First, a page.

by Richard Pithouse, Seminar Paper, School of Development Studies, University of KwaZulu-Natal, 2006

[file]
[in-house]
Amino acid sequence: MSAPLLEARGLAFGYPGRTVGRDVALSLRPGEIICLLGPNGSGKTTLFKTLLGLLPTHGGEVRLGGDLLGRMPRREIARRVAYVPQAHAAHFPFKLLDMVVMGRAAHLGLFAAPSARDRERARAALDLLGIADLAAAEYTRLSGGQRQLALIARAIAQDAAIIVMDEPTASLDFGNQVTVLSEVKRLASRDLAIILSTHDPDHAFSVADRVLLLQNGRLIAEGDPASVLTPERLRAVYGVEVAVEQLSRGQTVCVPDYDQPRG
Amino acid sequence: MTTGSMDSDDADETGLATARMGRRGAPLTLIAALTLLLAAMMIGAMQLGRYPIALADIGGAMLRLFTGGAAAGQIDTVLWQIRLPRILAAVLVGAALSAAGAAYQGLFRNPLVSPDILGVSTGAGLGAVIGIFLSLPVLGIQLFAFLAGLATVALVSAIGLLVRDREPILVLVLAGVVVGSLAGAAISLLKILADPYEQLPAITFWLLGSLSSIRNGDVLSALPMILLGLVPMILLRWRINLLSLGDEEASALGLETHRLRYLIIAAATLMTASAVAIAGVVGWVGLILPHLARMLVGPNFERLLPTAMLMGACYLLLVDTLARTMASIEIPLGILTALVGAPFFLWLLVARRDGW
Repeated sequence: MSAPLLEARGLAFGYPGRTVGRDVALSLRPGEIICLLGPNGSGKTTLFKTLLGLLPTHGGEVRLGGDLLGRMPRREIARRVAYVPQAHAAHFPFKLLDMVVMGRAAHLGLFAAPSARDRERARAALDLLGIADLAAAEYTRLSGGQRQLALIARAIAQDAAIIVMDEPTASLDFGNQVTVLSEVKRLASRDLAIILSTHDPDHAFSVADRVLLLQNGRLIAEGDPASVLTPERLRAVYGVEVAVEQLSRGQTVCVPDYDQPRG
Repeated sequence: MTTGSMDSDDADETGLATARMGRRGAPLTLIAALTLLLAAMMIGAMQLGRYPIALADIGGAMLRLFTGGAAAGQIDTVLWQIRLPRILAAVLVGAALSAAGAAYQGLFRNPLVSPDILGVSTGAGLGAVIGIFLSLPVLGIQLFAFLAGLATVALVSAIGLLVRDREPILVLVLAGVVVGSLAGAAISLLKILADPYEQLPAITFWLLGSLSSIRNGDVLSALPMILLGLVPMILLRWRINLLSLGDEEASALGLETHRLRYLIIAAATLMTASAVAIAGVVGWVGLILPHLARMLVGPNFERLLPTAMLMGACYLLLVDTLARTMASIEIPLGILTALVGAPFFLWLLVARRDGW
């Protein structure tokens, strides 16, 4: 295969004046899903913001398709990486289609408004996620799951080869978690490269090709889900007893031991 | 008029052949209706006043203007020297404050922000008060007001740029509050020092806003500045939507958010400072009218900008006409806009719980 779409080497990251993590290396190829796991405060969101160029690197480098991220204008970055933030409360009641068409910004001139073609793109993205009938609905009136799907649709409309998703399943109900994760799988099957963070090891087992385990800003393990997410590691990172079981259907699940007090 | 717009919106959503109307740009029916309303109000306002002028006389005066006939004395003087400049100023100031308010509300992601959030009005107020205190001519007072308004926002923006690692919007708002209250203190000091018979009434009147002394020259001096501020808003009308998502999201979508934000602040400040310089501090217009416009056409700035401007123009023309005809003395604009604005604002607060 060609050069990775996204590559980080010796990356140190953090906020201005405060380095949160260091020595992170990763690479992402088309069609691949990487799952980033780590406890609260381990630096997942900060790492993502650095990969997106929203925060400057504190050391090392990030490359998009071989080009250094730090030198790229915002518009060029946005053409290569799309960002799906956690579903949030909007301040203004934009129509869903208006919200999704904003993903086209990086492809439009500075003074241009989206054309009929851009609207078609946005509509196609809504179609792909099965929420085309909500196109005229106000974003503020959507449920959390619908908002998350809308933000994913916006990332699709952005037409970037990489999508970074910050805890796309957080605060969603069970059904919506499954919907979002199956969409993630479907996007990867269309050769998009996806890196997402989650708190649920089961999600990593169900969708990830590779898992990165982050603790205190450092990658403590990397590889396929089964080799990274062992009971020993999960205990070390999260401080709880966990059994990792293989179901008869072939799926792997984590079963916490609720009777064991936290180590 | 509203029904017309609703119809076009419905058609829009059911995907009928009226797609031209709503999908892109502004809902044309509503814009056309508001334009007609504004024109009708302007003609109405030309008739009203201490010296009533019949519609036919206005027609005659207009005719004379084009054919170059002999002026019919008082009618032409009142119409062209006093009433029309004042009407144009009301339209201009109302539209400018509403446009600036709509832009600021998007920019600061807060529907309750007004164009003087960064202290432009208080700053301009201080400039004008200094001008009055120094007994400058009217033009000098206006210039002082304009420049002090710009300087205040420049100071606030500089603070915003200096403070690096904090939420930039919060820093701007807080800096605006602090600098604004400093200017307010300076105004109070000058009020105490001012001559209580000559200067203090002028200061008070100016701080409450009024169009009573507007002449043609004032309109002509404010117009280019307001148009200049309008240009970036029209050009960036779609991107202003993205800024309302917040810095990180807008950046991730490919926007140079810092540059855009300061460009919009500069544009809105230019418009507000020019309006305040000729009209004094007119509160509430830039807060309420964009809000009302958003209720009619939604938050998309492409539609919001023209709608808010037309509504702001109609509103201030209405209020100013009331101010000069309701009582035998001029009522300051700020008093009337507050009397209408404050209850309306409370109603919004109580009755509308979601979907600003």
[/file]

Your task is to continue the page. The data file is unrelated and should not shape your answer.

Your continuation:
Abahlali baseMjondolo, the Durban shack dwellers’ movement is, at the time of writing, a year from its founding event. In this year the Abahlali have withstood systematic state repression, including 84 arrests on criminal charges, to grow from a struggle begun by a few hundred people in one settlement to a movement that has mobilised tens of thousands of people in settlements across the city. The Abahlali are committed to the day to day practice of democracy where people live. They have democratised settlements, created and defended political autonomy resolutely independent of political parties and the state, introduced all kinds of innovation into popular political culture, won space for shack dwellers’ voices in elite publics and forced the eThekwini Municipality’s slum clearance policy into a legitimation crisis. However the various levels of government seem determined to limit democracy to the stage managed spectacle of elections and to stigmatise the popular practice of democracy as anti-national. There is a battle on.
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